Doubting the Government’s willingness to act on the November 2020 agreement, Saad Rizvi warned on January 3, 2021,

We’re bound to honour the agreement till February 17. A war for (protecting) the honour of the Prophet has been waged. If someone has some misunderstanding, it must be removed as we pledge that there shall be no delay in taking a decision after February 17. If you have forgotten the promise, see our history… You’ve got time until February 17 to expel the French ambassador.

However, on February 11, 2021, TLP called off its protest after a new agreement was signed between the party leaders and the Government in which it was decided that the latter would present the terms of the November 2020 agreement in the Parliament, before April 20, 2021.

Again, as the deadline approached and TLP felt that no efforts were being made by the Government to fulfil its commitments, Saad Rizvi issued a video message on April 11, 2021, mobilising TLP workers to prepare for a protest march if the Government failed to meet the deadline. Later, on the same day, he was arrested from Lahore. 

As expected, violent protests started immediately across Pakistan and gained steady momentum. The Government banned TLP on April 15. Violence escalated further. On April 18, TLP cadres attacked the Nawankot Police Station in Lahore, Punjab, and took 12 Policemen hostage. They were driven to their Markaz (Centre) comprising a mosque and madrassa nearby. Abruptly, the Government bowed before TLP and opened channels for talks. The 12 policemen were released on April 19. On April 20 an agreement was reached between the two sides. Hundreds of other TLP cadres arrested under the Maintenance of Public Order Act were released. According to official data, four policemen were killed and over 800 persons were injured in the violence between April 12 and April 19. Property worth PKR tens of millions was damaged.  TLP claimed 10 of its cadres were killed.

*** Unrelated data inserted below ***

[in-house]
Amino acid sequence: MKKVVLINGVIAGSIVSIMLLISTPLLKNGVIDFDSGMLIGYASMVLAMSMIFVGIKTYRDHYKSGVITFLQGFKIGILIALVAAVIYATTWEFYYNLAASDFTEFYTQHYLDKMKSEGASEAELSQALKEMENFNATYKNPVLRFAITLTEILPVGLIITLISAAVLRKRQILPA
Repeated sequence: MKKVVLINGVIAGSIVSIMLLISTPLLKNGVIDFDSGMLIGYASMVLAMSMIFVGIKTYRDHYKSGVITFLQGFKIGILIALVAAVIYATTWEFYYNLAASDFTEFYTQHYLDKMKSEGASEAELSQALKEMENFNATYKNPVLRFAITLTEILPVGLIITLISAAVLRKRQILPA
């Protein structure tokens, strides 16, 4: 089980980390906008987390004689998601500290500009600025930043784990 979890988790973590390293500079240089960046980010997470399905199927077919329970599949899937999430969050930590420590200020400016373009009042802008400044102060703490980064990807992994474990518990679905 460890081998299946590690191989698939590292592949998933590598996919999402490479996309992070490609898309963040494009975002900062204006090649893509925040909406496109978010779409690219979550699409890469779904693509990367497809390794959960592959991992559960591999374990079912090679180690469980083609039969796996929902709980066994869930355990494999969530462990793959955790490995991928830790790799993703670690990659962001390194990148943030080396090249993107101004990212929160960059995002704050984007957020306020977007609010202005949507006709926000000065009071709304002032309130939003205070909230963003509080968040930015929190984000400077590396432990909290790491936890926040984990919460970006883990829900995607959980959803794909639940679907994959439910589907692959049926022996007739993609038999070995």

Saad Rizvi was taken into custody on April 12 for 90 days under the Anti-Terrorism Act, 1997, for inciting his followers to violence. Upon the expiry of his 90-day detention on July 2, 2021, he was produced before the review board at the Lahore High Court (LHC). During the hearing, the review board rejected the Government’s request to extend his detention for another 90 days under the Maintenance of Public Order (MPO) Ordinance, 1960.  However, the Lahore Deputy Commissioner again ordered Saad Rizvi’s detention on July 10, under the Anti-Terrorism Act. Saad Rizvi’s paternal uncle, Ameer Hussain, filed a petition before the LHC on September 7, 2021, asking that the Court declare the Government’s extension of Saad Rizvi’s detention illegal and order his release. On October 1, the LHC declared the detention illegal. However, on October 2, the Federal review board of the Supreme Court (SC) ordered an extension of the detention. The Punjab Government approached the SC on October 11, challenging the LHC’s October 1 order. On October 12, the SC referred the matter of Saad Rizvi’s release to a two-member special bench of LHC.

As the release of Saad Rizvi did not materialize, TLP decided to organize a sit-in on Lahore’s Multan Road on October 20 and set a deadline of 5pm [PST] on October 21 for the release of its chief.

As was the case earlier, this time too Islamabad surrendered before the lawlessness of the proscribed group. On October 21, a day after the sit-in protest started, the Government announced the release of another 350 TLP activists, and also that cases against other TLP cadres would be withdrawn by October 27. The Government also assured the TLP leaders that it would review the Fourth Schedule list containing their names and would work on a plan to release their jailed chief Saad Rizvi. The Federal Interior Minister, who addressed the press after leading a government team in negotiations with representatives of TLP, including its detained chief, in Islamabad, tweeted,

We have released 350 TLP workers up to now and we are still waiting to open both sides of road of Muridke as per the decision with the TLP.